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Santa Barbara Mission –
Place - Santa Barbara Mission
2201 Laguna Street
Santa Barbara, California 93105
Web Link * (805) 682-4713
DESCRIPTION AND HISTORY:
The Santa Barbara Mission was the tenth of
the California Missions to be founded by the Spanish Franciscans.
It was established on the Feast of St. Barbara, December 4,
Padre Junipero Serra, who had founded the
first nine Missions, had died 2 years earlier. It was Padre Fermin
Francisco de Lasuen, his successor, who raised the cross and made
the first converts.
The original buildings were unpretentious
and made of adobe. Over time three adobe churches were constructed
on the grounds, each larger than the one before until the fourth
and present church was built in 1820. The third was destroyed by
earthquake in 1812. The fountain in front was built in 1808.
The earthquake of June 29, 1925 damaged the
Mission church and friary considerably. The earthquake occurred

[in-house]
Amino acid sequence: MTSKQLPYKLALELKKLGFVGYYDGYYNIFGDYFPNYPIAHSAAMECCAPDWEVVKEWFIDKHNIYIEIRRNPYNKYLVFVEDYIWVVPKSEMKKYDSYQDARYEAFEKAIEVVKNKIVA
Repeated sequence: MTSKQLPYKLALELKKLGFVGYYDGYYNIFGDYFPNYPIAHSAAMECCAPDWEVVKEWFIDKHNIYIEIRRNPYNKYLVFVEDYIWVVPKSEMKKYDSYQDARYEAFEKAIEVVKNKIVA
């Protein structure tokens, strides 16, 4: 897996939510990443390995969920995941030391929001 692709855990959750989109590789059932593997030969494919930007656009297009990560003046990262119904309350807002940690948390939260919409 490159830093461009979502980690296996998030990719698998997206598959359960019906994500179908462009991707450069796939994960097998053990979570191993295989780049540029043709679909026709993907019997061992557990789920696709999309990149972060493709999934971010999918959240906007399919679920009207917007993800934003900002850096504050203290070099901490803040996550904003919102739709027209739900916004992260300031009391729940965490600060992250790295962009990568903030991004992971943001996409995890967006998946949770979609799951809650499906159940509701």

during a chapel service. People rushed out of the chapel while the
beams in the front of the church fell. Fortunately no one was hurt.
Restoration work was completed in 1927 and the towers reinforced in
Prior to the arrival of the Spanish, the
land from Malibu to San Luis Obispo was inhabited by the Chumash
Indians. They were hunters and gatherers oriented to the sea. They
built plank boats (tomols) which were capable of traveling to the
Channel Islands. Chumash villages were autonomous, headed by a
hereditary leader. Houses were semi-oval huts built of tule.
Basketry was a major art form as were stone bowls and tools. Houses
were dome shaped with tules covering a willow frame.
Ghosts have been seen walking around the
old graveyard connected to this mission.
Over 5,000 pioneers and Indians are buried